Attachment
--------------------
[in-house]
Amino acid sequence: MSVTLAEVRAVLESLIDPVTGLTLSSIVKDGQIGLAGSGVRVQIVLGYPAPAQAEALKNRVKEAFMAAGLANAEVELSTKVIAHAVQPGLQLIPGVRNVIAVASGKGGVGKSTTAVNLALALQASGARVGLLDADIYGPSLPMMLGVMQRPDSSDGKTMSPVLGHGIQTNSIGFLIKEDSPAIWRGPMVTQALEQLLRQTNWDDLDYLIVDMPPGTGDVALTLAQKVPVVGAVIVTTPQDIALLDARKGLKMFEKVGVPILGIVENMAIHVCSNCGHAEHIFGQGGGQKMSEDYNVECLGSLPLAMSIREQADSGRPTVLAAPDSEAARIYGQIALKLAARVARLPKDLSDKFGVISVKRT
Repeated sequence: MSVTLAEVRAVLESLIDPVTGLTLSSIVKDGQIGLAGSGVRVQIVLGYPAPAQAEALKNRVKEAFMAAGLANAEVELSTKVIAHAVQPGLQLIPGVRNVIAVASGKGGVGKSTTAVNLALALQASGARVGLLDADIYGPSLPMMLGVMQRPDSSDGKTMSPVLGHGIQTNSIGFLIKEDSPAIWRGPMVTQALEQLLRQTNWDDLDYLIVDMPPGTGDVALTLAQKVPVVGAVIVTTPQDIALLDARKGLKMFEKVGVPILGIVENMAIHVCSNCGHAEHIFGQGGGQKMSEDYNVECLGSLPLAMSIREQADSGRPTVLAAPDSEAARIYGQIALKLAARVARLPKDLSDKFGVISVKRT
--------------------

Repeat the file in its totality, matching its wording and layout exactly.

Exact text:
[in-house]
Amino acid sequence: MSVTLAEVRAVLESLIDPVTGLTLSSIVKDGQIGLAGSGVRVQIVLGYPAPAQAEALKNRVKEAFMAAGLANAEVELSTKVIAHAVQPGLQLIPGVRNVIAVASGKGGVGKSTTAVNLALALQASGARVGLLDADIYGPSLPMMLGVMQRPDSSDGKTMSPVLGHGIQTNSIGFLIKEDSPAIWRGPMVTQALEQLLRQTNWDDLDYLIVDMPPGTGDVALTLAQKVPVVGAVIVTTPQDIALLDARKGLKMFEKVGVPILGIVENMAIHVCSNCGHAEHIFGQGGGQKMSEDYNVECLGSLPLAMSIREQADSGRPTVLAAPDSEAARIYGQIALKLAARVARLPKDLSDKFGVISVKRT
Repeated sequence: MSVTLAEVRAVLESLIDPVTGLTLSSIVKDGQIGLAGSGVRVQIVLGYPAPAQAEALKNRVKEAFMAAGLANAEVELSTKVIAHAVQPGLQLIPGVRNVIAVASGKGGVGKSTTAVNLALALQASGARVGLLDADIYGPSLPMMLGVMQRPDSSDGKTMSPVLGHGIQTNSIGFLIKEDSPAIWRGPMVTQALEQLLRQTNWDDLDYLIVDMPPGTGDVALTLAQKVPVVGAVIVTTPQDIALLDARKGLKMFEKVGVPILGIVENMAIHVCSNCGHAEHIFGQGGGQKMSEDYNVECLGSLPLAMSIREQADSGRPTVLAAPDSEAARIYGQIALKLAARVARLPKDLSDKFGVISVKRT